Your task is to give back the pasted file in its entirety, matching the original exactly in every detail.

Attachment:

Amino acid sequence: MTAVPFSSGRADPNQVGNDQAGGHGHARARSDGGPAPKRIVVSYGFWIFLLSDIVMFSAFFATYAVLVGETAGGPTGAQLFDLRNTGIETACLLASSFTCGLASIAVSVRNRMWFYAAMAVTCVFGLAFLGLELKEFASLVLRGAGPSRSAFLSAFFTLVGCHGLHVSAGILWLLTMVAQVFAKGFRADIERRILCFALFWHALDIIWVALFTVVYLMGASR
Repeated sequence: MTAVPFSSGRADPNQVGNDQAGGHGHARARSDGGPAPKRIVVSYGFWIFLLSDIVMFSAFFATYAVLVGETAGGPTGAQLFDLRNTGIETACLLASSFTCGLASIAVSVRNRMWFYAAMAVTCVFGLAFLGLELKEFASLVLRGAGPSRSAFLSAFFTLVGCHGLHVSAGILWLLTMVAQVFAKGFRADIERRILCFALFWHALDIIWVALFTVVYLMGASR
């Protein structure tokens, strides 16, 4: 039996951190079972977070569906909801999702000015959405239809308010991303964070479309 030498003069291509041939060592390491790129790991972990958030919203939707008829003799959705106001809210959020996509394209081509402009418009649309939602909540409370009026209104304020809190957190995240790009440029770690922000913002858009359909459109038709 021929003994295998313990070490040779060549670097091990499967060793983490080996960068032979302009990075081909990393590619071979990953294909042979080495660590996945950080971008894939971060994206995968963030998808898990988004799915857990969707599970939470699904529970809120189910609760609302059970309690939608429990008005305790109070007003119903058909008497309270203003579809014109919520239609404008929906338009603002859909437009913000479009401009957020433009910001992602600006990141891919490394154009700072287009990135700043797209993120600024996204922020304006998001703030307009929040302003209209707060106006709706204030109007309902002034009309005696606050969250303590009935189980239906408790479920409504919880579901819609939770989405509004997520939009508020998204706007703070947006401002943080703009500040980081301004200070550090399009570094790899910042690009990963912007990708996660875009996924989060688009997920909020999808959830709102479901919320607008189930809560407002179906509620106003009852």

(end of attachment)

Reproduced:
Amino acid sequence: MTAVPFSSGRADPNQVGNDQAGGHGHARARSDGGPAPKRIVVSYGFWIFLLSDIVMFSAFFATYAVLVGETAGGPTGAQLFDLRNTGIETACLLASSFTCGLASIAVSVRNRMWFYAAMAVTCVFGLAFLGLELKEFASLVLRGAGPSRSAFLSAFFTLVGCHGLHVSAGILWLLTMVAQVFAKGFRADIERRILCFALFWHALDIIWVALFTVVYLMGASR
Repeated sequence: MTAVPFSSGRADPNQVGNDQAGGHGHARARSDGGPAPKRIVVSYGFWIFLLSDIVMFSAFFATYAVLVGETAGGPTGAQLFDLRNTGIETACLLASSFTCGLASIAVSVRNRMWFYAAMAVTCVFGLAFLGLELKEFASLVLRGAGPSRSAFLSAFFTLVGCHGLHVSAGILWLLTMVAQVFAKGFRADIERRILCFALFWHALDIIWVALFTVVYLMGASR
């Protein structure tokens, strides 16, 4: 039996951190079972977070569906909801999702000015959405239809308010991303964070479309 030498003069291509041939060592390491790129790991972990958030919203939707008829003799959705106001809210959020996509394209081509402009418009649309939602909540409370009026209104304020809190957190995240790009440029770690922000913002858009359909459109038709 021929003994295998313990070490040779060549670097091990499967060793983490080996960068032979302009990075081909990393590619071979990953294909042979080495660590996945950080971008894939971060994206995968963030998808898990988004799915857990969707599970939470699904529970809120189910609760609302059970309690939608429990008005305790109070007003119903058909008497309270203003579809014109919520239609404008929906338009603002859909437009913000479009401009957020433009910001992602600006990141891919490394154009700072287009990135700043797209993120600024996204922020304006998001703030307009929040302003209209707060106006709706204030109007309902002034009309005696606050969250303590009935189980239906408790479920409504919880579901819609939770989405509004997520939009508020998204706007703070947006401002943080703009500040980081301004200070550090399009570094790899910042690009990963912007990708996660875009996924989060688009997920909020999808959830709102479901919320607008189930809560407002179906509620106003009852």